A report by Jill Breit on best practices for facility ownership
A report on the Executive Board’s October 2012 meeting with academic and public programs in folklore
A report by Liz Vibber of the Catalyst Center for Nonprofit Management on creating a nonprofit financial business model
A report by Red Sage Communications on changing communications to create strategies for organizational sustainability
A report from Mike Luster and Rachel Reynolds Luster on a second workshop on cultural sustainability
A report by Mike Luster on a third cultural sustainability retreat
A report from Mike and Rachel Reynolds Luster on a fourth cultural sustainability retreat
Public Folklore Programming and Program Development
A report from papermaker Aimee Lee (Ohio): investigating best practices among Japanese papermaking studios that American studios can follow to find, train, and retain future papermakers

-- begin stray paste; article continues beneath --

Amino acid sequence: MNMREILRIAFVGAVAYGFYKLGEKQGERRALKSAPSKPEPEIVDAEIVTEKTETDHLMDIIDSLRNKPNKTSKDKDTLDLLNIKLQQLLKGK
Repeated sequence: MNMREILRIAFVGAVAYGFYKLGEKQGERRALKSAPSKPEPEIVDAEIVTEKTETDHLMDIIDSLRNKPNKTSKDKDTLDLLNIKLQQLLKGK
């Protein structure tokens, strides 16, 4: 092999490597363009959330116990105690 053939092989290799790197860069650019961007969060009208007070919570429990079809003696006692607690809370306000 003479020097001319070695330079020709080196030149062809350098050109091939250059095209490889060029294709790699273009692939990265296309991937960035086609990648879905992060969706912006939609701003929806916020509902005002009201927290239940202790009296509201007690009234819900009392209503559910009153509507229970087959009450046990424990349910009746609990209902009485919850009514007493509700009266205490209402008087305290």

A report from Behold! New Lebanon on documenting, studying and interpreting the traditions and innovations on traditions developed for guides at an open-air museum
Suzy Thompson’s recommendations for putting on old-time string band contests.
Jens Lund’s recommendations on how to use the Washington State Parks and Recreation Commission’s Folk and Traditional Arts Program as a model for creating a similar program in Utah.
A report by Lisa Overholser, Ellen McHale, Laura Marcus Green, and Amy Skillman on building an arts and culture support network for newcomer artists
A joint report by museum consultant Kathleen McLean and folklorist Suzanne Seriff on museum exhibit prototyping
A report by Brendan Greaves on folk festival planning for the 21st century
A report by independent folklorists Amy Skillman and Laura Marcus Green from the Western Kentucky University “Arts of Community” workshop they led, which focused on finding ways for arts and cultural organizations to collaborate with social service providers